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Dr. Mary Z. Sherwood



Mary Helen Zosel was born Oct. 14, 1934 to Mable Flom Zosel and Leland Herbert Zosel in Wadena, MN. Mary followed her sister, Virginia, a year older, through primary and secondary school in Wadena. She enrolled in Hamline University, St Paul, in 1952, and graduated four years later (1956) with a B.S. degree in Nursing.


She married Harrison Brown Sherwood, in December 1957. He was at the time a graduate student at the University of Minnesota. Mary worked at the Swedish Hospital in Minneapolis until fall 1958 when they made a trip to Mexico City where they both studied for a term at the National University of Mexico. When they returned to Minneapolis Harrison completed his M.A. degree in International Relations and accepted a position with the International Cooperation Agency (later USAID) in Washington, D.C. Their first child, Harrison, Jr , was born that year, 1960.


Also, In 1960, Harrison passed the exam to become a U.S. Foreign Service Officer, in the Department of State. The couple were assigned to the American Consulate, Cali, Colombia. Their second child, Nora, was born there, in 1962.


Following their assignment in Cali the couple returned to Washington, D.C where Harrison was enrolled in the year-long course at the Foreign Service Institute to study the Finnish language. Mary, who had sponsored a young Colombian lady as a nanny, returned to the Children’s Hospital in Washington.


In 1964 the family of four took a transatlantic ship voyage their second foreign post in Helsinki, Finland. Also in 1964, their third child, Robert was born, in Helsinki. (Three children born on three different continents!) Mary was very impressed with the folk art scene in Helsinki. She worked for some time as embassy nurse, but she was becoming bored with general nursing, casting about for some other line of work, settling on textile art.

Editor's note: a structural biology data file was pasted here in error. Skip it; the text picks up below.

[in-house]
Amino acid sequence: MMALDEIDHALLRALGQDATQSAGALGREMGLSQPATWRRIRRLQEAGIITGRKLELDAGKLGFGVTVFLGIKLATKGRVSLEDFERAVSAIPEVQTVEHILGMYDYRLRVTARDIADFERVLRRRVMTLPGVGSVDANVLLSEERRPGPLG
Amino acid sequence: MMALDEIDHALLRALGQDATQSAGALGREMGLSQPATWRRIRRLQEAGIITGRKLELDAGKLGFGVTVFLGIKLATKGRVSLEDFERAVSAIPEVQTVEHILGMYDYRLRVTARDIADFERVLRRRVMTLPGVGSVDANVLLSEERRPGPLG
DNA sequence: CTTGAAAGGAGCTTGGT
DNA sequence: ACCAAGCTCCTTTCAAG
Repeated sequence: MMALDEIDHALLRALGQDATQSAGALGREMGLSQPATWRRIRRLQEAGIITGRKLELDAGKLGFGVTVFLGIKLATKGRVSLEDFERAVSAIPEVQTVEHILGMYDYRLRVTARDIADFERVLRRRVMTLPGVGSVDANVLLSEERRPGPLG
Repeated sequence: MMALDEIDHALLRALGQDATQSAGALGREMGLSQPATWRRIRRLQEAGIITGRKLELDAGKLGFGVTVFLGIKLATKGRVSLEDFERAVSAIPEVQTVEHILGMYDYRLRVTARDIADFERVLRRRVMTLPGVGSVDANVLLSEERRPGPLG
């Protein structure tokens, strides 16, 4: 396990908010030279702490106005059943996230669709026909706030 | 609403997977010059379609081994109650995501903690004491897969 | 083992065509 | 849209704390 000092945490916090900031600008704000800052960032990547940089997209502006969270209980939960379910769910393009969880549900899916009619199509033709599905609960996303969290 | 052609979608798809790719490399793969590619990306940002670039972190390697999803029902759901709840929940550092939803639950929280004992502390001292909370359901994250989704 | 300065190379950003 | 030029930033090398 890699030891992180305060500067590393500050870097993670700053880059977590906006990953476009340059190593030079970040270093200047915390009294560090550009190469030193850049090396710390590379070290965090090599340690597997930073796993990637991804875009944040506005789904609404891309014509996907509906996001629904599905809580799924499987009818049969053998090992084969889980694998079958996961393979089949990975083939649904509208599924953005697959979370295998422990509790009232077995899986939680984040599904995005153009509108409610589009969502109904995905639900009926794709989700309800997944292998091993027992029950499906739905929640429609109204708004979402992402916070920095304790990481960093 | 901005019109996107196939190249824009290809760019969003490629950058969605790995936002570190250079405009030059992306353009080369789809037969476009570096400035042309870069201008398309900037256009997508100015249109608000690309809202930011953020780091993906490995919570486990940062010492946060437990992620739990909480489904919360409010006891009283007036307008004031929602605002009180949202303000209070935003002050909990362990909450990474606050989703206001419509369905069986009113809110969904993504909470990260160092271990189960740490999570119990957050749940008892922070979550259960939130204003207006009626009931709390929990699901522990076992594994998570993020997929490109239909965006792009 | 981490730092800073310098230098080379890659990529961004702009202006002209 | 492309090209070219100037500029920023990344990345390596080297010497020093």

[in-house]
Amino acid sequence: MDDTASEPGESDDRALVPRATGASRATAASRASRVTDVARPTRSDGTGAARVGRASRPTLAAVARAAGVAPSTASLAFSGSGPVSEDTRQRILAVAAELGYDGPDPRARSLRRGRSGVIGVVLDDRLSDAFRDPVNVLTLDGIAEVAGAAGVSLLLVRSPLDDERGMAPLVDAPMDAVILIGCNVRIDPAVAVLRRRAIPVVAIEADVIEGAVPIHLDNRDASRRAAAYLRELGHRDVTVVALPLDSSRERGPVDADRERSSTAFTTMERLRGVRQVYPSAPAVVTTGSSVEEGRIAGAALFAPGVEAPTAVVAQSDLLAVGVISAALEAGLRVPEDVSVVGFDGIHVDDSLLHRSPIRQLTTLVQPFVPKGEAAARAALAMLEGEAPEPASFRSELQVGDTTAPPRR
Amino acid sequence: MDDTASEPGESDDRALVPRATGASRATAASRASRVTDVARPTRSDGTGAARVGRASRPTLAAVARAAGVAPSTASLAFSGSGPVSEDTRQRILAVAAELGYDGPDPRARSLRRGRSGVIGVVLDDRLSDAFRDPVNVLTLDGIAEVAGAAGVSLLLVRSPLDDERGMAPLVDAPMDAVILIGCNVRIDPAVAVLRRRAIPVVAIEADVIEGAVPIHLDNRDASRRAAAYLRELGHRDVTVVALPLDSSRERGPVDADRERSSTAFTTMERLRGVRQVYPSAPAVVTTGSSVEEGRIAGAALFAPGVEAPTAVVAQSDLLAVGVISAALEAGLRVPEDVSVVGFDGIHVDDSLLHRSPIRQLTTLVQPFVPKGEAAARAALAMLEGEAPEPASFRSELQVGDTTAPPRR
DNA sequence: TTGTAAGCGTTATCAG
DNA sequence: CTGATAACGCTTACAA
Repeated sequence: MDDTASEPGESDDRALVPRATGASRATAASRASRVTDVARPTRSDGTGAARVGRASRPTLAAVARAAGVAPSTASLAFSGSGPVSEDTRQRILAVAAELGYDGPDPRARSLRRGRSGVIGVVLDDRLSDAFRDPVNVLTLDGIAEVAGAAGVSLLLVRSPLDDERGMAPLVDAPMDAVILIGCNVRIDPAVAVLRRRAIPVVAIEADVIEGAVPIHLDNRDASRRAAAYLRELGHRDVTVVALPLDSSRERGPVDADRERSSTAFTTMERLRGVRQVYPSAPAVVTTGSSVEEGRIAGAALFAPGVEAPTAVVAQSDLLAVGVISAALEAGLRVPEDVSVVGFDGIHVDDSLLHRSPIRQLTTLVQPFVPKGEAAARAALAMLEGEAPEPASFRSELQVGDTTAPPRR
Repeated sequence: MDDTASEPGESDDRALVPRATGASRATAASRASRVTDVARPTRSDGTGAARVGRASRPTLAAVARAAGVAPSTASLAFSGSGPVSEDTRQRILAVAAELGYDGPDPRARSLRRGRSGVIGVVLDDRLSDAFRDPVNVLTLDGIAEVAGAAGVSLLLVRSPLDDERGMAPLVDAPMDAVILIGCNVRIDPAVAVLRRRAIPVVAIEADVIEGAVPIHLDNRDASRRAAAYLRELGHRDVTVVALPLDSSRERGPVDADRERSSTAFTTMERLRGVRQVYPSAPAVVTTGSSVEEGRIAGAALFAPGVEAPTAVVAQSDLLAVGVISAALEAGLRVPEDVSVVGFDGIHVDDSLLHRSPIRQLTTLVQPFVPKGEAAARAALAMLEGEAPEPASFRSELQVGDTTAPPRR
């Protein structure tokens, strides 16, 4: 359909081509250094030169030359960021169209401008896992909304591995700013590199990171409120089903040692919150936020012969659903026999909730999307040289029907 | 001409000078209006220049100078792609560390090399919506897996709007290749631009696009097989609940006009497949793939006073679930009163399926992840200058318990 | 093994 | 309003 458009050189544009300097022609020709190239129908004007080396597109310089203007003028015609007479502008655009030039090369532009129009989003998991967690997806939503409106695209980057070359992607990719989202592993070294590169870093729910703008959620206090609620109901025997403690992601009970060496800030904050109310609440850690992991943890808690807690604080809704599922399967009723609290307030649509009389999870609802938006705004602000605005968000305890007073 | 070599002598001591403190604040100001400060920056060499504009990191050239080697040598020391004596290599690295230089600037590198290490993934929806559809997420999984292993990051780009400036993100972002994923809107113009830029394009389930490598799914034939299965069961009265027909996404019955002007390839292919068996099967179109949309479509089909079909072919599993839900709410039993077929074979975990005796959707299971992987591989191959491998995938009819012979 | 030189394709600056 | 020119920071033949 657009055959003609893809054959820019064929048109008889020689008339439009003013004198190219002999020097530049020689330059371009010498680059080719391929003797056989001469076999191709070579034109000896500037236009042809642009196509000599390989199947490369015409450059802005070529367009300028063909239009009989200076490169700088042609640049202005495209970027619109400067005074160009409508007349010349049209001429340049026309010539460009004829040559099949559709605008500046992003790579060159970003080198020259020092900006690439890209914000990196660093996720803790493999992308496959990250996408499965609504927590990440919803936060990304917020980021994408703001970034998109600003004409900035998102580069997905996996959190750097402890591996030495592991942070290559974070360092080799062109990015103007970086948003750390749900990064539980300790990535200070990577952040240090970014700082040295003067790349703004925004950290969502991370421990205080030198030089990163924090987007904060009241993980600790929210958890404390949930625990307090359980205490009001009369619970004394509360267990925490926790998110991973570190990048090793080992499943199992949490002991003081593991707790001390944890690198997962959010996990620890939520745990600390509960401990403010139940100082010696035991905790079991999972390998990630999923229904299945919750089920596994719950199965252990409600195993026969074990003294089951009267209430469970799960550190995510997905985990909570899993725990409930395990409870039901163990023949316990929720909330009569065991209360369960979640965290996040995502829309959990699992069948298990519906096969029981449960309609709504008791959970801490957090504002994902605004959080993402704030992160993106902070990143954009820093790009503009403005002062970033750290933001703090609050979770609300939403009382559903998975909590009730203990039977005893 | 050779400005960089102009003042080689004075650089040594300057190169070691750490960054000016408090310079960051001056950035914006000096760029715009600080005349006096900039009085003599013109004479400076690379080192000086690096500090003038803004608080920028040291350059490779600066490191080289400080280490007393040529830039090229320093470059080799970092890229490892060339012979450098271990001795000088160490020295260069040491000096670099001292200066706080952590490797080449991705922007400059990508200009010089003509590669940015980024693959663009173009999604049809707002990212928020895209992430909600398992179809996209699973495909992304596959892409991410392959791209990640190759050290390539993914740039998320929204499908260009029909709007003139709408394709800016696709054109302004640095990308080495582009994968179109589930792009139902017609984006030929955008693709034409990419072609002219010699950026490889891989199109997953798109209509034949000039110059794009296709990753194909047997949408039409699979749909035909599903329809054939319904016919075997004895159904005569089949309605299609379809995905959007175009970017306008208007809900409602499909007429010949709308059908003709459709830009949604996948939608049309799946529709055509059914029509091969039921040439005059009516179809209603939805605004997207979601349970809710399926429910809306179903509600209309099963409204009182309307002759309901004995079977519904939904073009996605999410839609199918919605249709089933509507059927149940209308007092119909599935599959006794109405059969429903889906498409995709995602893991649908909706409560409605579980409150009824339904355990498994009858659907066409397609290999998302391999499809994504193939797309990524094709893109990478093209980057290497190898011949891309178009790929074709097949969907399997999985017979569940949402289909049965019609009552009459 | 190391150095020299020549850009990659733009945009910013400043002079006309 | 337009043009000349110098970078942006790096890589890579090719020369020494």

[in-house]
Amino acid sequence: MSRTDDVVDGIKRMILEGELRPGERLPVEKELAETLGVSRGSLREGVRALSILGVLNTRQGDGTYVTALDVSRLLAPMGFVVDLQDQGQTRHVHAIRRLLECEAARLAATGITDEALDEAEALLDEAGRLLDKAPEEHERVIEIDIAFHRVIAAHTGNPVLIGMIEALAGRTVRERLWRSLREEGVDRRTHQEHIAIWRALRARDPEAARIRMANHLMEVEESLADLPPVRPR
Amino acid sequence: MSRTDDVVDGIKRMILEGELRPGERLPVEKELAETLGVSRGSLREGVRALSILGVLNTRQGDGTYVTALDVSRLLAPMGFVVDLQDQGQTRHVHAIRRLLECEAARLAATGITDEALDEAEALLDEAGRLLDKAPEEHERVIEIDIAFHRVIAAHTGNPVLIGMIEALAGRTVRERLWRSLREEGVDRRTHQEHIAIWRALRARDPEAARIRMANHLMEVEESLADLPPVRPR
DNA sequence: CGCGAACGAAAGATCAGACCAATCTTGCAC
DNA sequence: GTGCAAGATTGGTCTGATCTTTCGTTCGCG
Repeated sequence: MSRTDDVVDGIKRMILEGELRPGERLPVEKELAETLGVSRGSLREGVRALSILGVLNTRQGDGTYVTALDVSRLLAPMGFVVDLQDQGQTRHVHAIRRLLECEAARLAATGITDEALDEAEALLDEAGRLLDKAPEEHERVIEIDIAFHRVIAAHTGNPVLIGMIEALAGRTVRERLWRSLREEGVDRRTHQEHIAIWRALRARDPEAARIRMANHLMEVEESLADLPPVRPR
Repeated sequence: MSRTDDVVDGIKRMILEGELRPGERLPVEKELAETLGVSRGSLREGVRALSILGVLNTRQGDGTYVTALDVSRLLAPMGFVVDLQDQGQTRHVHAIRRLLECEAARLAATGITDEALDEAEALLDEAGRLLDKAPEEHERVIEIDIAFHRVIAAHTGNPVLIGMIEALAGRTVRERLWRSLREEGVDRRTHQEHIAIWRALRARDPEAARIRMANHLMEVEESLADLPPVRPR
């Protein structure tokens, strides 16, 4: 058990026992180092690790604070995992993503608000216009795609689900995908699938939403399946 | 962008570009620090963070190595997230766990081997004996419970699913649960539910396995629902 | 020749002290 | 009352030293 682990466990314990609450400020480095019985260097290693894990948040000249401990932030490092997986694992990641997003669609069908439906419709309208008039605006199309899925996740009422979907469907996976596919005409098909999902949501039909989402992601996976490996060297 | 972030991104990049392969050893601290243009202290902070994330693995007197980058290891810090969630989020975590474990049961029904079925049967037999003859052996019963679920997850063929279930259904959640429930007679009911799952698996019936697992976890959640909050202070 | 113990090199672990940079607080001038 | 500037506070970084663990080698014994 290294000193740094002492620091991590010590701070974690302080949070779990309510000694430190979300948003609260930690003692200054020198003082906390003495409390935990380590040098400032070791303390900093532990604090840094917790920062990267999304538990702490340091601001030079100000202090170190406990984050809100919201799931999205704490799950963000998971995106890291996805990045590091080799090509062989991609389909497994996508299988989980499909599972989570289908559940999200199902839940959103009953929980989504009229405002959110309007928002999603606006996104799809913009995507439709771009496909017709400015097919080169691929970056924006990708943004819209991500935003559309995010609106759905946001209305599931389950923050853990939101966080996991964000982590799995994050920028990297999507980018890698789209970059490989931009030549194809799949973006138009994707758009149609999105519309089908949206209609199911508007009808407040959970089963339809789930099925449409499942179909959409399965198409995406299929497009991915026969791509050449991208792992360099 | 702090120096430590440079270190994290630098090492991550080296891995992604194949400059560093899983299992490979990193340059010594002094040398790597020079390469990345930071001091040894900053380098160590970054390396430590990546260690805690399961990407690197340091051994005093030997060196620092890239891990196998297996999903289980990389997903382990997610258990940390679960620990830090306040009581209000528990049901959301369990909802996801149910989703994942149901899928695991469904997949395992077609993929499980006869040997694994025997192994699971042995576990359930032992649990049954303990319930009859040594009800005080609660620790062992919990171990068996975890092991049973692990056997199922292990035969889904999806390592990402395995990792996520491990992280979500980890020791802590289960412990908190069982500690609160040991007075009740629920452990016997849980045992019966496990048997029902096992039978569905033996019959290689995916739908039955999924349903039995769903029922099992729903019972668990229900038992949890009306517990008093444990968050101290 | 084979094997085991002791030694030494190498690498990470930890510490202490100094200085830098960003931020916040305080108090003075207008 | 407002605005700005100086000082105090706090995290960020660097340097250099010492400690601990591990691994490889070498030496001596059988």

She bought a small weaving loom, which they set up in their apartment in Tapiola, a new town suburb of Helsinki. Through mutual friends Mary got in touch with weavers (they were all young women) and learned the fundamentals of weaving: equipment, yarns, how to “dress” (set up) the loom for actual production, the types of products feasible to weave. After a few months with the small loom, she upgraded to a full-sized loom. Mary soon developed her own products, mainly women’s outer garments, based on Latin American “rebozos,” which she had admired and acquired in Mexico and Colombia. She added further products to her line, and soon had more demand than she could satisfy easily. The weaving community welcomed her with open arms. 


In addition to weaving, Mary was a highly accomplished musician. While in Finland, she replaced her small spinet with a new, bigger harpsichord. She was a masterful keyboard artist and had many invitations to perform.


After five years in Helsinki the family was assigned back to Washington D.C. (1969). The movers had an unusual challenge: how to pack up two large, unusual, tricky-to-pack items: the loom and the harpsichord. No harm ever came to either piece of equipment in the years that followed; the loom was eventually exchanged again for a slightly smaller one which she still had at the time of her death, and the harpsichord is still in the family. 


The family spent two and a half years living in Reston, VA. In the 1970s the State Department was in turmoil over employee/employer relations. Harrison became deeply involved in labor relations and eventually Chief Steward of a labor union, doubling his workweek. Mary sympathized, but didn’t see enough of her husband so she pushed for another overseas assignment. Harrison was assigned to the American Embassy Trade Center in Stockholm in 1972, where the family stayed for two and a half years. She continued with her weaving and music activities, but was increasingly frustrated by the intrusion of the Foreign Service/Embassy on her life. She wanted to do more “on her own”